Dr. Deming’s Seven Diseases Still Haunt the US

W. Edwards Deming

W. Edwards Deming (Photo credit: Wikipedia)

I am reading Joyce Orsini and Diana Deming Cahill’s new book, The Essential Deming: Leadership Principles from the Father of Quality.  I have not read the entire boo, but thought it would be good material for a series of posts.  The book is an accumulation of Dr. Deming’s articles, papers, etc.  As Out of the Crisis was not a “How to” book, neither is this book.

Early in the book, I am reminded of American managements’ failures.  The decline of American competitiveness and how managing by visible figures alone is fundamental to this decline.

The seven diseases and obstacles that went with Dr. Deming’s 14 points still ring true:

  1. Lack of constancy of purpose
  2. Emphasis of short-term profits
  3. Evaluation of performance, merit rating and annual review.
  4. Mobility of management
  5. Management by use of visible figures.
  6. Excessive medical costs
  7. Excessive costs of liability

Go into any organization worldwide and you are bound to see one or more of these diseases and obstacles obstructing the path to transformation of management.  The real issue is most organizations see these as good things.  The damage is to far removed from management blinded by a combination of financial and operational reports.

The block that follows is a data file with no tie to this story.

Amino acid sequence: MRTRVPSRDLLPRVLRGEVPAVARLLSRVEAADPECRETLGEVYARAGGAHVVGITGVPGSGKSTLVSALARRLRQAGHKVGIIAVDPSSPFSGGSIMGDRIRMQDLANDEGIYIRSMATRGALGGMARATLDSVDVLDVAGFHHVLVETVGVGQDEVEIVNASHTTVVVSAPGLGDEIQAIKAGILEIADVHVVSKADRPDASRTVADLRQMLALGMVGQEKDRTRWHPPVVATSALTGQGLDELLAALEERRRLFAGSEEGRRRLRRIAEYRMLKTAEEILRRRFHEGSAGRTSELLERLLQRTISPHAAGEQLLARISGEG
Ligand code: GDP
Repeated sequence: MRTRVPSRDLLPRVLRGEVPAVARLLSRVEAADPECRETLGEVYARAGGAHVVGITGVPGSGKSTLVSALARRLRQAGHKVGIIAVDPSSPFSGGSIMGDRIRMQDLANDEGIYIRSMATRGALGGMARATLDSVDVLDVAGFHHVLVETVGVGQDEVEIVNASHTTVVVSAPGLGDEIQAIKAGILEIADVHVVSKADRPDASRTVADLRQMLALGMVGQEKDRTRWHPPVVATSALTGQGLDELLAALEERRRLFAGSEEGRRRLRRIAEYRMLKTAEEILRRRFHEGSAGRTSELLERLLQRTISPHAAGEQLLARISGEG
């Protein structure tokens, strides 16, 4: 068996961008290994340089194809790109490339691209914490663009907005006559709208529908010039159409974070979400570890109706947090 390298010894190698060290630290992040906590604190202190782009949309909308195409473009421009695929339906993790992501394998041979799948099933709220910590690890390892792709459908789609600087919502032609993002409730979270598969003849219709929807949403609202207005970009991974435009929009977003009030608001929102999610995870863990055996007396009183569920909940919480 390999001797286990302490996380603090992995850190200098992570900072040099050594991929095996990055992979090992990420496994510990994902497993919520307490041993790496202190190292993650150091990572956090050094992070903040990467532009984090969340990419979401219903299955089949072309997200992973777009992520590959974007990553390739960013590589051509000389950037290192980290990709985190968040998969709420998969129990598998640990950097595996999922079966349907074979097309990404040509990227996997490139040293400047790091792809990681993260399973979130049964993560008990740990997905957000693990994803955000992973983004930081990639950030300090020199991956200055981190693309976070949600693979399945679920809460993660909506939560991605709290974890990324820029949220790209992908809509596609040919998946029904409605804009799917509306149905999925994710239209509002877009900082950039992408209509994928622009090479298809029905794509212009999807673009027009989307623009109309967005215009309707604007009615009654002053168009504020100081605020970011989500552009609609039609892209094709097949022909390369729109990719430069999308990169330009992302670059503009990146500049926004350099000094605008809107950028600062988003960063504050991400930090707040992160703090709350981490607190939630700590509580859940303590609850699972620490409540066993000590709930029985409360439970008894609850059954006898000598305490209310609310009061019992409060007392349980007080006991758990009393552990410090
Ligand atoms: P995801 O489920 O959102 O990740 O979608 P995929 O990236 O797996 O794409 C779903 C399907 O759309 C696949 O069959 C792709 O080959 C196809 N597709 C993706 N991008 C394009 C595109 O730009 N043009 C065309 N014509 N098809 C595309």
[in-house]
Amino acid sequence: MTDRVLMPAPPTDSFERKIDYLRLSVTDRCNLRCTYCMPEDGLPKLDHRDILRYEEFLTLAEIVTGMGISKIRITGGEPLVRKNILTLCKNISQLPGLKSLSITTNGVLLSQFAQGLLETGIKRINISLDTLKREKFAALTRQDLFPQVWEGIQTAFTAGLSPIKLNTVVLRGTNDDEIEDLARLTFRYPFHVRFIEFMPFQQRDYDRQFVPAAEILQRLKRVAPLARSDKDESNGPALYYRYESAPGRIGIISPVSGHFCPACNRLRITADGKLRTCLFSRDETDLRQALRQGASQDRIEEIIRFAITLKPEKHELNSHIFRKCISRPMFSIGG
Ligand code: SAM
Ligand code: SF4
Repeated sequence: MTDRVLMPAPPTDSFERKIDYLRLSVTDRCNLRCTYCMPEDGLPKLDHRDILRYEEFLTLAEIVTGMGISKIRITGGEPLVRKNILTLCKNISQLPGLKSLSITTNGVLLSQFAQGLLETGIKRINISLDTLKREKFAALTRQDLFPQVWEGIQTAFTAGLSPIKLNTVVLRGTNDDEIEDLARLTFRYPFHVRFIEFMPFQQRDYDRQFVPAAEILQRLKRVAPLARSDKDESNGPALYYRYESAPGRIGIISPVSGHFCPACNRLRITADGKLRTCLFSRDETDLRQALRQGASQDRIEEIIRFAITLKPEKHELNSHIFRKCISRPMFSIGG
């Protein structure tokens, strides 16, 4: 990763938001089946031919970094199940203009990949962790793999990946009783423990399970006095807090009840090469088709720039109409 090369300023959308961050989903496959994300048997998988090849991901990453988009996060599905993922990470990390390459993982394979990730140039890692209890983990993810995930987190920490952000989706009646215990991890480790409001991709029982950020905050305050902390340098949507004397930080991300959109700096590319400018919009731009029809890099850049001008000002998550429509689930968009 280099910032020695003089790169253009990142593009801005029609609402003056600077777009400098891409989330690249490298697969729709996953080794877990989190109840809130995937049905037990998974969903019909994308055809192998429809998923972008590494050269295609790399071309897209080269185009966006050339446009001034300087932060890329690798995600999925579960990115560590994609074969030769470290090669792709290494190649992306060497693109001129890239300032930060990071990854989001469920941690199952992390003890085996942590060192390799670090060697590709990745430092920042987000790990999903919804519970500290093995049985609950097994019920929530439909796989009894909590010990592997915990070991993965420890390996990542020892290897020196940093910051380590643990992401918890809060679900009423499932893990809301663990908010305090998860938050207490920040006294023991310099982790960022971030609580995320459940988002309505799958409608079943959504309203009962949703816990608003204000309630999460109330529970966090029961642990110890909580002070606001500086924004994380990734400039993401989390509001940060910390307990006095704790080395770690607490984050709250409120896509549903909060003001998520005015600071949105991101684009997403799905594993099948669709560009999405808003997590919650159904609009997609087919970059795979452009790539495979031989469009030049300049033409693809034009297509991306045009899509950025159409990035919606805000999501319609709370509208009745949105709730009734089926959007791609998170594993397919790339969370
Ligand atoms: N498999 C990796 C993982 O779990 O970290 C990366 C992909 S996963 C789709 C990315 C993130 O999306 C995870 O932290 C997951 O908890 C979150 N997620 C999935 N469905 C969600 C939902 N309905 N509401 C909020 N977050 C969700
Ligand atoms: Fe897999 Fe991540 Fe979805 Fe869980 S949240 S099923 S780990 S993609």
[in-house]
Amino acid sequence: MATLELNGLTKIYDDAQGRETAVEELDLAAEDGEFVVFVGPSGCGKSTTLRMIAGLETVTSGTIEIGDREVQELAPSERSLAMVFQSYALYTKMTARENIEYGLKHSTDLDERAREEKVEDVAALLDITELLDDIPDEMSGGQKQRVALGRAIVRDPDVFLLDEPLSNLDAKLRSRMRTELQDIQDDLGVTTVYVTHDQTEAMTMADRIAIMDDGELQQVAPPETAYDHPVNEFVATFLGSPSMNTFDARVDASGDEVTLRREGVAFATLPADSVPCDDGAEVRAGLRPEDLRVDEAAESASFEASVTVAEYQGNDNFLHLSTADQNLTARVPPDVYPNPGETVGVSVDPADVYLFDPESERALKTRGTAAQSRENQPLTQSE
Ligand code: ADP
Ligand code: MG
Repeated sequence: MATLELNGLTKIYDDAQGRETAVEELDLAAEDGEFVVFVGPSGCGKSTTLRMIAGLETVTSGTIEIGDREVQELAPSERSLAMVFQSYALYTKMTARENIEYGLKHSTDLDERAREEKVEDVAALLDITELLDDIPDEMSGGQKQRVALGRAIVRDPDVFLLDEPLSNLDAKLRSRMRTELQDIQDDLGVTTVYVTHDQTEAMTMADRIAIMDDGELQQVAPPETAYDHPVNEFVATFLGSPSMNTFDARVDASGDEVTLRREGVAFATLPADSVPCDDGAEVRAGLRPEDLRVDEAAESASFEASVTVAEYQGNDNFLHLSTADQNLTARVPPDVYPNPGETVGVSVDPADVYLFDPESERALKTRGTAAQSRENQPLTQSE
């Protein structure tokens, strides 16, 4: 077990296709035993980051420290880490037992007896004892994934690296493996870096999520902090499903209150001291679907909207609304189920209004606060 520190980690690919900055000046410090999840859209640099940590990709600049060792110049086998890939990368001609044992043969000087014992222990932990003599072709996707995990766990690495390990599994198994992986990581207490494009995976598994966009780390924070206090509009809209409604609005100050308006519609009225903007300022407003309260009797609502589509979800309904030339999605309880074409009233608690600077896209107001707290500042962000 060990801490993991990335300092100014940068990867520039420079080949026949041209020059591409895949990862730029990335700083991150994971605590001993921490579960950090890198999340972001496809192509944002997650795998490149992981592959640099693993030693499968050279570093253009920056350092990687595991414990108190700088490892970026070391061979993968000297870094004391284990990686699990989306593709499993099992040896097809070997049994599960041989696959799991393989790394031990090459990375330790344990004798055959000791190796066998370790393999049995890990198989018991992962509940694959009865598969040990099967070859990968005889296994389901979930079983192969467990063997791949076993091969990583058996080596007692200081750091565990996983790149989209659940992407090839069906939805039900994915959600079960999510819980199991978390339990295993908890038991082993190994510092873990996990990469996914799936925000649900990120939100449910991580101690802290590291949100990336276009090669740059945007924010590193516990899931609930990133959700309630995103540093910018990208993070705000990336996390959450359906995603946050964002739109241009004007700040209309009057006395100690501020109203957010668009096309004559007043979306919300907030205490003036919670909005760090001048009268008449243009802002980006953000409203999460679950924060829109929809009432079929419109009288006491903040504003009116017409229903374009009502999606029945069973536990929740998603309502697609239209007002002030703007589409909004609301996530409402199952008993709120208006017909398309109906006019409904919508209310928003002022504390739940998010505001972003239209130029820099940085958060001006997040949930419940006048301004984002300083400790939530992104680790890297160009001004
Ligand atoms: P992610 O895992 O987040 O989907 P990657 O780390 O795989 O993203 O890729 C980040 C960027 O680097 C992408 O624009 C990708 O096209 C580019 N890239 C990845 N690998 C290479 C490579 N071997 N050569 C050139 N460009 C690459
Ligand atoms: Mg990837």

I am also reminded that unemployment is a direct result of bad management.  Management is good in finding excuses for their inability to manage.  Reorganization and downsizing is often the answer for managements failure or if you are a consultant you become the target – you have to blame someone.

As many of you know, I am long disappointed with the fads of quality that are steeped in copying the Japanese or even using them as the standard by which we measure good and bad.  Seems we would be better off going to Rosetta Stone and just learning the language as this creates as much value as these fads.  They create a smoke screen to real improvement.

Dr. Deming warned against models for improvement, “none are perfect, some are useful.”  Having seen many methods I have learned the same – all methods can be improved upon.  This, after all, is the challenge of continual improvement.

Tripp Babbitt is a speaker, blogger and consultant to service industry (private and public).  His organization helps executives find a better way to make the work work.  Read his column at Quality Digest and his articles for CustomermanagementIQ.com. Reach him on Twitter atwww.twitter.com/TriBabbittor LinkedIn atwww.linkedin.com/in/trippbabbitt.

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